Bush acknowledges meeting Rodriguez, but says he knew nothing of the contra resupply operation. Gregg has said, “Members of my staff and I maintained periodic contact with Felix Rodriguez, but we were never involved in directing, coordinating, or approving military aid to the contras in Nicaragua. Nor did I or members of my office know of the diver­sion of funds to the contras.” Gregg first denied ever discussing contra operations with Rodriguez, then corrected himself, admitting that on August 8, 1986, Rodri­guez had “shared his personal concern with me regarding the informal contra supply organization he had observed [italics added] in El Salvador.”

This version of events had to be changed again when, during the course of the congressional hearings, the commit­tees unearthed a document that raised more questions about the vice president’s role. In a scheduling proposal dated April 16, 1986, Gregg requested a “meeting with Felix Rodriguez, a counterinsur­gency expert visiting from El Salvador.” The purpose was “to brief the Vice Presi­dent on the status of the war in El Salva­dor and resupply of the contras [italics added].” Under “Background,” the pro­posal said, “The Vice President has met previously with Mr. Rodriguez during his visits to Washington and will be interest­ed in the current information he will be able to provide.”

Bush denied discussing contra aid with Rodriguez, and both Gregg and his depu­ty Watson discount the schedule propos­al’s telltale reference to contra resupply — which was retained through several drafts and found its way into a final memoran­dum given to the vice president. But Phyllis M. Byrne, an assistant to Gregg, told the committee in a sworn deposition that “the purpose of the meeting was given to me by Colonel Watson.” She added, “I don’t believe that he gave me those precise words, but he did tell me —­ the resupply of the contras was the phrase that he provided me.” It is hardly credible that Byrne just added the contra reference to the memo by herself.

The denials of both Gregg and Bush are now further eroded by the committee report, which reveals for the first time that in 1982 Gregg, as head of the NSC’s Intelligence Directorate, was deeply in­volved in organizing early contra opera­tions. Gregg was also the author of a never-signed presidential finding that would have provided CIA paramilitary support to forces inside Nicaragua.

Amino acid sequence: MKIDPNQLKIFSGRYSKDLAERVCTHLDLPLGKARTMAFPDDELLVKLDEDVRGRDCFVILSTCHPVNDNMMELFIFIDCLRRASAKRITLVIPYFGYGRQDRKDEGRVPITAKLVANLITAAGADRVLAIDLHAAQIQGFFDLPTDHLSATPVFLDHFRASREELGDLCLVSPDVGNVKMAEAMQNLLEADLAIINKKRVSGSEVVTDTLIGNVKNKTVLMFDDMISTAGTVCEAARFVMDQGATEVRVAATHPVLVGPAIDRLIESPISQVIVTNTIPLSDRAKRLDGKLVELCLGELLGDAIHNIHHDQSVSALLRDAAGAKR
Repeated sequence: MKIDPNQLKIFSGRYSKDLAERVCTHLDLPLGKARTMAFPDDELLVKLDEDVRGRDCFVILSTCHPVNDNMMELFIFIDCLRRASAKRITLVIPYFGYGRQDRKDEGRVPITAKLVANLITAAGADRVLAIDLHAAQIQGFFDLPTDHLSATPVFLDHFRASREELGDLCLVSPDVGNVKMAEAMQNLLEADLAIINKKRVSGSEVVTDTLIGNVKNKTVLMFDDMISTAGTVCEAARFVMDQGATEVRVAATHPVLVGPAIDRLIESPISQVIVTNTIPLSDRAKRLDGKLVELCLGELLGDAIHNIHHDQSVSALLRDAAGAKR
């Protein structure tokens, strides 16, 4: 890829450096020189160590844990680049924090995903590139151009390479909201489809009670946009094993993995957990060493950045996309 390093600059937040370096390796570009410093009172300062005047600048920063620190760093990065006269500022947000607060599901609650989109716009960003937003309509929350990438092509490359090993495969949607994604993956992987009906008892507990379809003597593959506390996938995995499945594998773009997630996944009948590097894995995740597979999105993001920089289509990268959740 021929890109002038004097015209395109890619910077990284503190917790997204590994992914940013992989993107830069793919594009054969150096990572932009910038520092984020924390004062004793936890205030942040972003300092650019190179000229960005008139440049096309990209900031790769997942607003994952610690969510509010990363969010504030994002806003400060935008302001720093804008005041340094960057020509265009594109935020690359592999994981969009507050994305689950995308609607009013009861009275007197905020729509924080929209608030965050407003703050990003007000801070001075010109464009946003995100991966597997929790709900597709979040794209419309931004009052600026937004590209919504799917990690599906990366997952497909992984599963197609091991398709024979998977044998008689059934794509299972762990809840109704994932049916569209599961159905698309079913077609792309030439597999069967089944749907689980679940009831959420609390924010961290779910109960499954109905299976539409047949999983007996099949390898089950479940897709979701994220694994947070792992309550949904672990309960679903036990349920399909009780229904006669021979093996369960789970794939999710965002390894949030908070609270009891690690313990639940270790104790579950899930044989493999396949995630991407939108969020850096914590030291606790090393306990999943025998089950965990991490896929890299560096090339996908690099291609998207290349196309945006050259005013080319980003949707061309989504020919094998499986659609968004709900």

Bush has also sought to extricate him­self from the Iranian quicksand that en­gulfed the White House. Last December, in an interview with Time, he said, “The problem on all this, of course, is the per­ception that arms were traded for hos­tages. The President is absolutely, totally convinced in his mind that that isn’t what happened. I know him, I know what his feeling is on this. I have heard what he said, and I accept it.” In an August 1987 Washington Post interview, Bush lamely explained that he did not know that Shultz and Weinberger had objected to the arms sales.

“If I’d have sat there and heard George Shultz and Cap [Weinberger] express it strongly, maybe I would have had a stronger view. But when you don’t know something, it’s hard to react.… We were not in the loop.”

But the Report cites a “White House log” showing that Bush attended the Au­gust 6, 1985, meeting about the Iran arms sale with the president, Weinberger, Shultz, Robert McFarlane (who was then national security adviser), and Donald Regan, then White House chief of staff. At that meeting, Shultz told the presi­dent the Iran deal was a “very bad idea,” and that despite talk of better relations, “we were just falling into the arms-for-hostages business and we shouldn’t do it.” Weinberger, at the same meeting, also opposed the sale. He and Shultz argued that it would contradict U.S. policy that aimed to persuade other nations to ob­serve an arms embargo against Iran. None of the witnesses could recall the vice president’s position.

There is other evidence that contra­dicts Bush’s public statements on his involvement in the Iran arms sales. In the same Time interview, the vice president explained, “What we in this administra­tion have tried to do is reach out to moderate elements in Iran. Now the dilemma we’re in is that in the hearts of the American people is a hatred and a detes­tation of everything that the Ayatollah Khomeini stands for. I feel that way myself.”